PJ and I took the weekend off to celebrate her birthday in Boston. We stayed at our favorite hotel, the Lenox in the Back Bay, had a wonderful dinner at Troquet and generally spoiled ourselves. We also made a trip to our favorite museum there, the Isabella Stewart Gardner Museum in Boston’s Fenway.
Isabella Stewart Gardner (1840-1924) was a passionate collector of art in the 19th and early 20th centuries and compiled an extraordinary private collection of master and decorative arts. She was advised by the great authority on Renaissance art, Bernard Berenson, and Okakura Kakuzō. She built her Fenway home, modeled after a 15th century Venetian palazzo, as a museum and residence, which, after her death, was endowed as a home for her collection.
We have always admired the eclectic and personalized taste that Gardner demonstrated in the selection and display of her collection of medieval art. PJ and I have spent many happy hours admiring the works over the years. This time, however, we were in for a shock. One enters the original section of the museum (a recent expansion in modern style is attached to the rear of the building) through the east cloister. Just next to this is the Spanish cloister which contains many Gothic and Romanesque sculptural works.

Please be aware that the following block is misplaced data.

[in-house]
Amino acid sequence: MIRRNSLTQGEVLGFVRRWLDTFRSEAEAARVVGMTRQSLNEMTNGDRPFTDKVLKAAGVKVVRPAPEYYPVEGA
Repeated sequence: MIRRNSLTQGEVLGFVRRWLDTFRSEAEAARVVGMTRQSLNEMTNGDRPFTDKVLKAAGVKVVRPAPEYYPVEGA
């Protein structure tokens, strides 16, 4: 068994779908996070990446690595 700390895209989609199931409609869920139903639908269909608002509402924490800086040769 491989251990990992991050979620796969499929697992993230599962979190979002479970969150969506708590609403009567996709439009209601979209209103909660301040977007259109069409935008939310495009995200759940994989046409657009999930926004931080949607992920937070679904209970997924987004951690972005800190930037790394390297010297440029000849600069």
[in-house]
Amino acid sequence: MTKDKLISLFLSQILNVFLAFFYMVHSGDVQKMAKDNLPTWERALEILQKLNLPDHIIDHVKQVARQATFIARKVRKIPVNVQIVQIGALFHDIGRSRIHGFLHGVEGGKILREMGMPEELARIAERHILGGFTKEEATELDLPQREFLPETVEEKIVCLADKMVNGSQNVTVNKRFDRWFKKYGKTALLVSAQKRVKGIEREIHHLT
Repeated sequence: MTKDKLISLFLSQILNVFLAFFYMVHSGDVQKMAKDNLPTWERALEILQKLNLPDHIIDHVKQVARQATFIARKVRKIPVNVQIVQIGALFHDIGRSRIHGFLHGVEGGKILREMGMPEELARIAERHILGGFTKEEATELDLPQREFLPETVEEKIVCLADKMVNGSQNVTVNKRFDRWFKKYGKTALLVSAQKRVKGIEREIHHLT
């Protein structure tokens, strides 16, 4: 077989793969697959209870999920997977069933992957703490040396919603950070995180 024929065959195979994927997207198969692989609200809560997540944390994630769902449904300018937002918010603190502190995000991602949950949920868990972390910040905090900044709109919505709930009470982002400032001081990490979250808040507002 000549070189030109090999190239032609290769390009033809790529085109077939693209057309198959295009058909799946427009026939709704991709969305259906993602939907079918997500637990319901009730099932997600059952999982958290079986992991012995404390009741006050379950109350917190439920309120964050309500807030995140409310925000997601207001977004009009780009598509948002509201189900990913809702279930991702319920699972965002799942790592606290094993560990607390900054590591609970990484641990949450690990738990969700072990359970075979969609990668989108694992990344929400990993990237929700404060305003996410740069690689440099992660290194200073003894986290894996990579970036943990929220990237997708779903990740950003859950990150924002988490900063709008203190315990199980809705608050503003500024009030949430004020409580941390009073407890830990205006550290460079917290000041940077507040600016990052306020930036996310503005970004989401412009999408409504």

I was in the Spanish cloister looking at an equine figure when PJ called excitedly to me. I joined her at a Romanesque portal. The capitals on the columns on either side of the doorway took me by complete surprise – column swallowers!!!
As readers of Via Lucis might know, we are fascinated by these monsters which appear in France, Spain and England and have written a previous article about them. In this photo from “The Isabella Stewart Gardner Museum: A Companion Guide and History” by Hilliard T. Goldfarb we can see the portal with the column swallowers
Photography is not permitted inside the Gardner, so I can’t post any detailed images, but the pair of column swallowers were authentic and just as compelling as they would be in situ in France.
Apparently the portal was from a private residence in La Réole near Bordeaux, but almost certainly it was originally part of a Romanesque church, possibly from the lost Prieuré de Saint-Pierre de La Réole given by Charlemagne to the Abbey of Fleury in Saint-Benoît-sur-Loire (although this information comes from the abbey records and may be falsified). The column swallowers are quite common in the Aquitaine region and we have photographed many of them there.
We are used to flying and driving long distances to find our beloved column swallowers, so imagine our complete delight to find a pair just 75 miles from us in Cape Cod. The most famous monster in Boston certainly must be the Green Monster at Fenway Park, home of the Red Sox. But to us, the twin monsters at the Isabella Stuart Gardner Museum will be our favorites.